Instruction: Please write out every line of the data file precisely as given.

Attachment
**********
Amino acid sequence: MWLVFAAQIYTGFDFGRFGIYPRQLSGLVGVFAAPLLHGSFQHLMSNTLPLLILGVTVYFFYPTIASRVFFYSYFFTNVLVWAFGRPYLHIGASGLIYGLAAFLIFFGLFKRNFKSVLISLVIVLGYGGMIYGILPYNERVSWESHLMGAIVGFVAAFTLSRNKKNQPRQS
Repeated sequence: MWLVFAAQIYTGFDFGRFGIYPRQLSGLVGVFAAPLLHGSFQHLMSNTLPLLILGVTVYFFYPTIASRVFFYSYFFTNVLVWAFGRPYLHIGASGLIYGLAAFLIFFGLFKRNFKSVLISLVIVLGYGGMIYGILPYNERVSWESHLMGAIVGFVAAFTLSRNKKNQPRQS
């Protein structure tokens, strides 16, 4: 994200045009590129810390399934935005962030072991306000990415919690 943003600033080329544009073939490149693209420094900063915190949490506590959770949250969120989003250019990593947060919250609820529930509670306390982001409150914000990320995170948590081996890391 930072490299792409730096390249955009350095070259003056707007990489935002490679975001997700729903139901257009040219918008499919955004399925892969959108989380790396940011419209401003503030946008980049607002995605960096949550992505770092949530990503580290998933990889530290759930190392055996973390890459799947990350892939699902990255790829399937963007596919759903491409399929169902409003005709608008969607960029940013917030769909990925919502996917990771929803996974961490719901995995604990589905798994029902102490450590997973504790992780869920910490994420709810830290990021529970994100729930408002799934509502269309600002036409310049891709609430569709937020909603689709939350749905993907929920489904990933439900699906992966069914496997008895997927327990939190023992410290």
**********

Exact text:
Amino acid sequence: MWLVFAAQIYTGFDFGRFGIYPRQLSGLVGVFAAPLLHGSFQHLMSNTLPLLILGVTVYFFYPTIASRVFFYSYFFTNVLVWAFGRPYLHIGASGLIYGLAAFLIFFGLFKRNFKSVLISLVIVLGYGGMIYGILPYNERVSWESHLMGAIVGFVAAFTLSRNKKNQPRQS
Repeated sequence: MWLVFAAQIYTGFDFGRFGIYPRQLSGLVGVFAAPLLHGSFQHLMSNTLPLLILGVTVYFFYPTIASRVFFYSYFFTNVLVWAFGRPYLHIGASGLIYGLAAFLIFFGLFKRNFKSVLISLVIVLGYGGMIYGILPYNERVSWESHLMGAIVGFVAAFTLSRNKKNQPRQS
């Protein structure tokens, strides 16, 4: 994200045009590129810390399934935005962030072991306000990415919690 943003600033080329544009073939490149693209420094900063915190949490506590959770949250969120989003250019990593947060919250609820529930509670306390982001409150914000990320995170948590081996890391 930072490299792409730096390249955009350095070259003056707007990489935002490679975001997700729903139901257009040219918008499919955004399925892969959108989380790396940011419209401003503030946008980049607002995605960096949550992505770092949530990503580290998933990889530290759930190392055996973390890459799947990350892939699902990255790829399937963007596919759903491409399929169902409003005709608008969607960029940013917030769909990925919502996917990771929803996974961490719901995995604990589905798994029902102490450590997973504790992780869920910490994420709810830290990021529970994100729930408002799934509502269309600002036409310049891709609430569709937020909603689709939350749905993907929920489904990933439900699906992966069914496997008895997927327990939190023992410290």